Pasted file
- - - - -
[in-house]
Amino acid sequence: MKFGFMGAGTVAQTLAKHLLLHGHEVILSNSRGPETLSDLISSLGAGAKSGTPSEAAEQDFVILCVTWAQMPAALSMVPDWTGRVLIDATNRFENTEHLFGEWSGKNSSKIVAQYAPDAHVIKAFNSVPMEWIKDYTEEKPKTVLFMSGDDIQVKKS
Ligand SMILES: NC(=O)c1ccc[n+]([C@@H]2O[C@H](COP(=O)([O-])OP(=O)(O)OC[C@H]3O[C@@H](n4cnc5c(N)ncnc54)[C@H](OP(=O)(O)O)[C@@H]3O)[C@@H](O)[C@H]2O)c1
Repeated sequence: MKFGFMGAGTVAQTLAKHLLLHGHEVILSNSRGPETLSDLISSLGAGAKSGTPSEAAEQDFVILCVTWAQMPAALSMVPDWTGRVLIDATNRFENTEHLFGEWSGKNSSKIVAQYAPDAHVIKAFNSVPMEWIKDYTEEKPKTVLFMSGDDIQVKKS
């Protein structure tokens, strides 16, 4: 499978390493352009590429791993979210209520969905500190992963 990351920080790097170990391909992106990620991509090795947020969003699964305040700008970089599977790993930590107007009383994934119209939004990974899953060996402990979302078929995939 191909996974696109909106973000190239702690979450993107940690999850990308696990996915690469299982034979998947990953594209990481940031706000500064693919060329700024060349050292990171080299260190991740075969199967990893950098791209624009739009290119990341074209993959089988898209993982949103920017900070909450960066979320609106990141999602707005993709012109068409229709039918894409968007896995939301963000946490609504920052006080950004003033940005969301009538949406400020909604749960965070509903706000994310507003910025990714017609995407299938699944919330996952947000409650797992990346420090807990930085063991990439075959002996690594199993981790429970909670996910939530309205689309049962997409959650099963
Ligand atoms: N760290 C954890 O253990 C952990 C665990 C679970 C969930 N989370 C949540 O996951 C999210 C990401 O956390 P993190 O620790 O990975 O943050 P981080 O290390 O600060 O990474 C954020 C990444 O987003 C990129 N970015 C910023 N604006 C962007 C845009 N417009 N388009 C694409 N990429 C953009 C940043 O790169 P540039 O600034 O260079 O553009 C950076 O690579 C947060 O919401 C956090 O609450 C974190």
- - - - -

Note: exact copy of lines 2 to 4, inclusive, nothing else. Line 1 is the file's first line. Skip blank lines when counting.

Amino acid sequence: MKFGFMGAGTVAQTLAKHLLLHGHEVILSNSRGPETLSDLISSLGAGAKSGTPSEAAEQDFVILCVTWAQMPAALSMVPDWTGRVLIDATNRFENTEHLFGEWSGKNSSKIVAQYAPDAHVIKAFNSVPMEWIKDYTEEKPKTVLFMSGDDIQVKKS
Ligand SMILES: NC(=O)c1ccc[n+]([C@@H]2O[C@H](COP(=O)([O-])OP(=O)(O)OC[C@H]3O[C@@H](n4cnc5c(N)ncnc54)[C@H](OP(=O)(O)O)[C@@H]3O)[C@@H](O)[C@H]2O)c1
Repeated sequence: MKFGFMGAGTVAQTLAKHLLLHGHEVILSNSRGPETLSDLISSLGAGAKSGTPSEAAEQDFVILCVTWAQMPAALSMVPDWTGRVLIDATNRFENTEHLFGEWSGKNSSKIVAQYAPDAHVIKAFNSVPMEWIKDYTEEKPKTVLFMSGDDIQVKKS